Capfin provides unsecured credit to customers of Pepkor and Ackermans, Steinhoff's most profitable subsidiaries. Picture: SUPPLIED
Capfin provides unsecured credit to customers of Pepkor and Ackermans, Steinhoff's most profitable subsidiaries. Picture: SUPPLIED

Steinhoff International’s troubles continue to mount. On Thursday, the Cape High Court began to interrogate the controversial lending practices of Capfin, which provided unsecured credit to customers of Pepkor and Ackermans.

Pepkor and Ackermans are two of Steinhoff’s most profitable subsidiaries. They operate predominantly in Africa and were essential to the formation of Steinhoff Africa Retail.

Capfin was extensively covered in the controversial report released by Viceroy Research the day after Steinhoff announced it was investigating "accounting irregularities" in early December.

Capfin is part of Southern View Finance (SVF) which, according to Viceroy, is one of the three main off-balance sheet entities controlled by former executive officers and associates of Steinhoff. Viceroy said the purpose of these entities was to allow Steinhoff to book interest revenue on loans to them, to remove losses from Steinhoff’s consolidated accounts and to round-trip its predatory consumer business.

The case before the High Court, which has been brought by Summit Financial Partners on behalf of Esmerelda Baartman, alleges Capfin provided unsecured finance to Baartman in a reckless manner in contravention of the National Credit Act. Baartman was granted six loans in six months but Summit alleges five of the loans were used to roll over the first and that each roll-over incurred initiation fees.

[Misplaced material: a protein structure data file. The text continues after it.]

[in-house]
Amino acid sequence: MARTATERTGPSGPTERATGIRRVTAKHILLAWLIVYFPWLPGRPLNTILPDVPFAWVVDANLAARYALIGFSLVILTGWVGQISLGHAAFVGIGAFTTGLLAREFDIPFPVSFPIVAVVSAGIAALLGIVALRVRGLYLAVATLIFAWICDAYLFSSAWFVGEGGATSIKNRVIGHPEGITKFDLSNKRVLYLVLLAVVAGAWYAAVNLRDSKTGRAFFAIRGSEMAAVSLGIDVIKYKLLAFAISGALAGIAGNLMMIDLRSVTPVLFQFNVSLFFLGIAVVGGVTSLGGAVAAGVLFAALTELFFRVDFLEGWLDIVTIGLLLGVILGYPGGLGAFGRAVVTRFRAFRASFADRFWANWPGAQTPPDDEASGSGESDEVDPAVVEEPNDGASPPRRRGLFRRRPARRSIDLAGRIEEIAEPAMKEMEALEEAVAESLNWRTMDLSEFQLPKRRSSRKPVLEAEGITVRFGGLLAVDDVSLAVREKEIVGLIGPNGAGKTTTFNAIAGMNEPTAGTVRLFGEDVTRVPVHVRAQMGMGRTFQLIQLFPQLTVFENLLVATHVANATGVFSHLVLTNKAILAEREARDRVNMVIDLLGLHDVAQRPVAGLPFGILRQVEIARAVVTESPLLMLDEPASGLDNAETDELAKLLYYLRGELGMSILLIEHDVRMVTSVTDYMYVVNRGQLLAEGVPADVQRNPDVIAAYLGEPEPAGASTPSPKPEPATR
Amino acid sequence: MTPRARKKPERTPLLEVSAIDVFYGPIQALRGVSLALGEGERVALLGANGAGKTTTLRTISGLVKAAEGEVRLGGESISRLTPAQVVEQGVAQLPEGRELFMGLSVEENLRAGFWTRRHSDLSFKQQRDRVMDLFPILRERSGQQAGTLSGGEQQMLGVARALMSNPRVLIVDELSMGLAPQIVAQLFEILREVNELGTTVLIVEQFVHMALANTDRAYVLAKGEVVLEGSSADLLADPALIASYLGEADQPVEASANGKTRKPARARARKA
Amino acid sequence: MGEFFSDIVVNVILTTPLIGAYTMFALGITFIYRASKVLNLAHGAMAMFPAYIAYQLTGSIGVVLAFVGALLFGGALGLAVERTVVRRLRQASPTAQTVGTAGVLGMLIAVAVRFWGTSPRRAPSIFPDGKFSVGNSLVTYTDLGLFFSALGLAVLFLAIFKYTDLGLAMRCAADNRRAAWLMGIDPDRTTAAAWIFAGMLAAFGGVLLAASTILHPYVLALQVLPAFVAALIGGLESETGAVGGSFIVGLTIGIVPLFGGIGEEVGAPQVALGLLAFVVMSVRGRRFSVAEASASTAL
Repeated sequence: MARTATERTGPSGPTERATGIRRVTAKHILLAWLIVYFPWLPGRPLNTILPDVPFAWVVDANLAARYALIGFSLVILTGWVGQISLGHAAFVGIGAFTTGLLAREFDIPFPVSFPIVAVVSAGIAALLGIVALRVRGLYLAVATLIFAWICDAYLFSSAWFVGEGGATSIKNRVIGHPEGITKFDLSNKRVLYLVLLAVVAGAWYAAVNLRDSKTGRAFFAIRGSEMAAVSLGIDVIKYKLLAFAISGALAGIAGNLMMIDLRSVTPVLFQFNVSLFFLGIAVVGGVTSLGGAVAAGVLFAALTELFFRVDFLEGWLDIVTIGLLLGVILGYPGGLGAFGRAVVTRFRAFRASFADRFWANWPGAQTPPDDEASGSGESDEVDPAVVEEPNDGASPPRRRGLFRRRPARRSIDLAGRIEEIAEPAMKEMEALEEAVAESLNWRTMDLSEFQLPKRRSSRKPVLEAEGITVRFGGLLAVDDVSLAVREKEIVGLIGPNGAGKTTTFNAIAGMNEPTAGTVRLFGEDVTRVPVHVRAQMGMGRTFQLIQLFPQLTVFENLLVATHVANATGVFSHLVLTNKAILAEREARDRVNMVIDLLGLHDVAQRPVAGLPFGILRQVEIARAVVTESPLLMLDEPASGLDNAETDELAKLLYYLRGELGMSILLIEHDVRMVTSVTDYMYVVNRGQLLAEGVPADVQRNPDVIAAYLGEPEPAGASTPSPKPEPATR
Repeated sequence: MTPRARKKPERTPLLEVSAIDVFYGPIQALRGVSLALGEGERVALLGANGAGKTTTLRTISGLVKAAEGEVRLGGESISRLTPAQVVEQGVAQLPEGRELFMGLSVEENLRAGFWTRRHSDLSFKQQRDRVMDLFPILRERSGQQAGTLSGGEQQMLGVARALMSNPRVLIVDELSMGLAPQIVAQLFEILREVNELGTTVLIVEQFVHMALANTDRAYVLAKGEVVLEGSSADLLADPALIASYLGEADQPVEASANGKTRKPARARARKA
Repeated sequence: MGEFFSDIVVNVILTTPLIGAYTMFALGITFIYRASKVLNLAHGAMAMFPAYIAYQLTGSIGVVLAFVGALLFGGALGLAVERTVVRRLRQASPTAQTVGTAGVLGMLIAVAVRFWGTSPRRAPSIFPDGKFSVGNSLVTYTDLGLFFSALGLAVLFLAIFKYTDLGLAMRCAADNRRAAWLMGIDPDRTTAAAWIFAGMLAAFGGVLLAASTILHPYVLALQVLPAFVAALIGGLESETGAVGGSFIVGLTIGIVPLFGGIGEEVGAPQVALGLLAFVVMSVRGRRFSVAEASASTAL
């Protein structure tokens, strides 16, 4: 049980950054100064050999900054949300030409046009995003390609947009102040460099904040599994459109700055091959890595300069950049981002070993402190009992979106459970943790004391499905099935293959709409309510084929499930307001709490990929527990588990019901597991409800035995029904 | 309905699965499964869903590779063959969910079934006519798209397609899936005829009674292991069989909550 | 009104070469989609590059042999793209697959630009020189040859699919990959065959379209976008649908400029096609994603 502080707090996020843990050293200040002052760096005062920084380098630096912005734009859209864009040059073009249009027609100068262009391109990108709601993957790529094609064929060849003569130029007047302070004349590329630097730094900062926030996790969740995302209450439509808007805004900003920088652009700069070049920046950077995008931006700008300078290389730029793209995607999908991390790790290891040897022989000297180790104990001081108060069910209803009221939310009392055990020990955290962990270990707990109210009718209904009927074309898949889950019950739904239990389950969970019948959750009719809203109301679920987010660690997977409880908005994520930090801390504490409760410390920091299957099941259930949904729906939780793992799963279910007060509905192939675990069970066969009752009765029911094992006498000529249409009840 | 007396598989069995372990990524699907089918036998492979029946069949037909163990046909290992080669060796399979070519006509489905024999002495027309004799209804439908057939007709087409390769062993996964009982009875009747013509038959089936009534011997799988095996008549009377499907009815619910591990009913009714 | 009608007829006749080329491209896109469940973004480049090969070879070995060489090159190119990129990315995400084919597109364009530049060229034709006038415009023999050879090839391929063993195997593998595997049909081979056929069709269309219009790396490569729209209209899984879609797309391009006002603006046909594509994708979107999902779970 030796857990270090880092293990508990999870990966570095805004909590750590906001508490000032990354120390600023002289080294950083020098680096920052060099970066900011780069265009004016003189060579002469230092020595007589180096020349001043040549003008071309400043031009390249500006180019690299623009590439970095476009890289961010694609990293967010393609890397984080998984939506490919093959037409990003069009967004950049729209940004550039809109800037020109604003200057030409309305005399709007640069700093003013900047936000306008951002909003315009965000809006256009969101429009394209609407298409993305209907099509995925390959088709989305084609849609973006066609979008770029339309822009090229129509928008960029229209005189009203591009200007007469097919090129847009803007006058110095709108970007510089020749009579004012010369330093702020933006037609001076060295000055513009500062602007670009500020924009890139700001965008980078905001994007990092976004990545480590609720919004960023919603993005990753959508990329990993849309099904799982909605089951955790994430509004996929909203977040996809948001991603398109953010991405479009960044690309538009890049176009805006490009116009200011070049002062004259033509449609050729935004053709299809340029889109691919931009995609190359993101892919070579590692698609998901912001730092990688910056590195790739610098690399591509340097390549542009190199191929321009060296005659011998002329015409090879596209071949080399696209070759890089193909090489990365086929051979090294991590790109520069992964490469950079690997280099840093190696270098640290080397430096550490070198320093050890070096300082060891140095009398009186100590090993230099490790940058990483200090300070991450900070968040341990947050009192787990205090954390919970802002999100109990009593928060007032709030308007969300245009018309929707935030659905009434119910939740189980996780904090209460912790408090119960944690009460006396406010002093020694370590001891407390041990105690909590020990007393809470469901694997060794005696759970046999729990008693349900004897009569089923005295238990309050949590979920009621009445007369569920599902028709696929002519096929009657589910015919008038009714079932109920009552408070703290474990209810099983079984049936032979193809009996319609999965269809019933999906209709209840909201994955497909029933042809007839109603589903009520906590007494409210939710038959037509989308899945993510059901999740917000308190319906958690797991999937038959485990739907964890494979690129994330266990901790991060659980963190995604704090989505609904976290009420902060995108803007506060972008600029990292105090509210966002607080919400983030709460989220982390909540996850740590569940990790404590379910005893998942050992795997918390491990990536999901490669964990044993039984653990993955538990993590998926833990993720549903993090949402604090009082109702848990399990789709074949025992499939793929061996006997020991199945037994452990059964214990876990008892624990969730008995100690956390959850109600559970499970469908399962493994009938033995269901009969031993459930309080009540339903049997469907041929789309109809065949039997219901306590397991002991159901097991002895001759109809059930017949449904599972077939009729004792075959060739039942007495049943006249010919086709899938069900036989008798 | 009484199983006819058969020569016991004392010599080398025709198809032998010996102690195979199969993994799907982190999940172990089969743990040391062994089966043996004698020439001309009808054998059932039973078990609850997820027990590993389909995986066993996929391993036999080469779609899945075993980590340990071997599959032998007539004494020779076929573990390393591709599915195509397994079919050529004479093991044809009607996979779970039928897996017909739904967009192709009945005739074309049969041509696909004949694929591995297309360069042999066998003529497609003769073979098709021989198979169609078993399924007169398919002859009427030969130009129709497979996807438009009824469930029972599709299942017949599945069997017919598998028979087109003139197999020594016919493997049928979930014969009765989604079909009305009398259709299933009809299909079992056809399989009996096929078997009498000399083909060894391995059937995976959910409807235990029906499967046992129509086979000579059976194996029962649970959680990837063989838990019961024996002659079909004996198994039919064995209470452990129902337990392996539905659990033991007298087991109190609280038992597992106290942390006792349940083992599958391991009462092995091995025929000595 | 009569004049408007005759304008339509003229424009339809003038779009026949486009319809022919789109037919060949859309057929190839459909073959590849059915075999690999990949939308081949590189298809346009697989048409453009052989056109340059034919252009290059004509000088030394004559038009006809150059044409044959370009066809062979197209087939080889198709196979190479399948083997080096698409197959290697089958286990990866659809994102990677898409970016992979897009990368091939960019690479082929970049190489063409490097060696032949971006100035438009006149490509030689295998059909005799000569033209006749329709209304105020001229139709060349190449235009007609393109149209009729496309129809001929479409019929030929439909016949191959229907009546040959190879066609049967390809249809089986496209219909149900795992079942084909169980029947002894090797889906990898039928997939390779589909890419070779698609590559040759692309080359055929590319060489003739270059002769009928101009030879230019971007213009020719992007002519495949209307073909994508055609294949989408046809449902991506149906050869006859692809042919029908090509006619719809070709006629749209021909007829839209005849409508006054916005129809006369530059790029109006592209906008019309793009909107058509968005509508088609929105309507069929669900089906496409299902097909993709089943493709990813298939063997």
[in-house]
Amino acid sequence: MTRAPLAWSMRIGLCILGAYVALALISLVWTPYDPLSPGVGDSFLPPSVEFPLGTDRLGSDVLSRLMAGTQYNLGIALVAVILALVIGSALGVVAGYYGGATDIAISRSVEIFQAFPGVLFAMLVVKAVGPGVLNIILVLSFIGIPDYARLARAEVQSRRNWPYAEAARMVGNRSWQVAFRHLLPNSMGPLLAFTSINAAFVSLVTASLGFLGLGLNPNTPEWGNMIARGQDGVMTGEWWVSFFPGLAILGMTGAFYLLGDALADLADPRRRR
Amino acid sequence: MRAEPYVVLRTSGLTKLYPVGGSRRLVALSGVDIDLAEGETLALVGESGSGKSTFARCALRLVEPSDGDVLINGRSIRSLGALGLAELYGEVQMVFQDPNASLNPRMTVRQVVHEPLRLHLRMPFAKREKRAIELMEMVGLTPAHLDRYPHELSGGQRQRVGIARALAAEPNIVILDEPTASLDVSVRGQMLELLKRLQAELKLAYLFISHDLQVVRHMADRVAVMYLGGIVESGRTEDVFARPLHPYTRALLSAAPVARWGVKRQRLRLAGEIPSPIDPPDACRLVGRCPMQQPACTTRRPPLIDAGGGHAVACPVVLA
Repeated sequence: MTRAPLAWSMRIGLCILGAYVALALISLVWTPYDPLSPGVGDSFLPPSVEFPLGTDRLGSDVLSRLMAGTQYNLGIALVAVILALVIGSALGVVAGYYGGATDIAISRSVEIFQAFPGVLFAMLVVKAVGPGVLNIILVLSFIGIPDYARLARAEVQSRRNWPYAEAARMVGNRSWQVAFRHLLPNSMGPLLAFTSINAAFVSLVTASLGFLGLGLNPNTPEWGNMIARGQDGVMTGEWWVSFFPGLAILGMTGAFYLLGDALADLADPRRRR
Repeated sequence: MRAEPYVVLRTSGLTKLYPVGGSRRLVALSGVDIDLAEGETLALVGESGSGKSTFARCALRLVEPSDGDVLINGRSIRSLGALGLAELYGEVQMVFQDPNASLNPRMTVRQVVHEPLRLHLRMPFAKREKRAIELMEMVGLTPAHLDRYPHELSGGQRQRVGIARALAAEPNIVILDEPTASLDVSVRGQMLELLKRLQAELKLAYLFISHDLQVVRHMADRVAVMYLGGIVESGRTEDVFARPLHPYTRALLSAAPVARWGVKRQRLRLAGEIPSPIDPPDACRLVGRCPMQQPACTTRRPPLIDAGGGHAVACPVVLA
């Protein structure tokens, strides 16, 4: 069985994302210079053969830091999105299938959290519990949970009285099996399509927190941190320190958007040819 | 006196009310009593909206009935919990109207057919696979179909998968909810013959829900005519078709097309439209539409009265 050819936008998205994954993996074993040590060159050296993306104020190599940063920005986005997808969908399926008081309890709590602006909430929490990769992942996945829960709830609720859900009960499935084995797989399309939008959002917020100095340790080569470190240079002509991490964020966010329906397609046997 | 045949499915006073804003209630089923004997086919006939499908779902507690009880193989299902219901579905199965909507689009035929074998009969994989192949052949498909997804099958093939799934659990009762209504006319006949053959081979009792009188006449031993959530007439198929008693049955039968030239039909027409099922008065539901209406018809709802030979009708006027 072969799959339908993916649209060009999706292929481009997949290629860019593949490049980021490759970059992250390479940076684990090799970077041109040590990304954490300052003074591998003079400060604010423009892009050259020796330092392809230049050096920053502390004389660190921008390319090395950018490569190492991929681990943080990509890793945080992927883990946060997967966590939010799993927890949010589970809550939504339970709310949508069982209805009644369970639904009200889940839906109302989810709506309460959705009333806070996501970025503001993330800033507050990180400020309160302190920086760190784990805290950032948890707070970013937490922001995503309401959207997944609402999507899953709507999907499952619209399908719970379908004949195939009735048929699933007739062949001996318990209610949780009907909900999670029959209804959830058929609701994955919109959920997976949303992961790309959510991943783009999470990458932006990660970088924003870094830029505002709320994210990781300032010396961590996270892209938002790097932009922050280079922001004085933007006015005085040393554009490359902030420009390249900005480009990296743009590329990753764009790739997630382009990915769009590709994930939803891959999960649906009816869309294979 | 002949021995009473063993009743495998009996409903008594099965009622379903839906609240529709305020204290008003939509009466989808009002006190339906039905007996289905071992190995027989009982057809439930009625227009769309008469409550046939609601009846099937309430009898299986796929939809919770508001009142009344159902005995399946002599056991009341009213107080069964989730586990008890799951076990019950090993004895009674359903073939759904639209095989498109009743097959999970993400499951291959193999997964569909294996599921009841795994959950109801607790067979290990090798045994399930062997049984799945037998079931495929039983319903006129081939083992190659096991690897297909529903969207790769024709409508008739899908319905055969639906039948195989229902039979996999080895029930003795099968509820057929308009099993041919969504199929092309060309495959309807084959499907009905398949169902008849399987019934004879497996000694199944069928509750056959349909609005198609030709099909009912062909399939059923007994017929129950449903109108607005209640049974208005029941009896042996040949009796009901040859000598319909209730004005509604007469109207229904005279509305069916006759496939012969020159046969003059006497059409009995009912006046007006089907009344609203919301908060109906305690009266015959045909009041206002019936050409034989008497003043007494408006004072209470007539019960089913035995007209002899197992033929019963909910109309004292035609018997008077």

In its heads of argument, Summit says Capfin should not be allowed to profit at the expense of Baartman and should be ordered to repay all interest and fees charged. It dismissed Capfin’s argument that Baartman had been blatantly dishonest about affordability criteria, saying she had not been appropriately assessed.

This is not the first time Capfin’s lending practices have come under scrutiny.

In August 2014, the National Credit Regulator launched a probe into its lending practices, in particular concerns that it had not collected documented proof of income from its customers.

In February 2015, the regulator cancelled Capfin’s licence. SVF challenged the cancellation and, following a hearing in October 2015, reached a settlement with the regulator the terms of which were not made public.

At about this time, Capfin was transferred to another of Steinhoff’s three off-balance sheet entities, Campion.

crottya@businesslive.co.za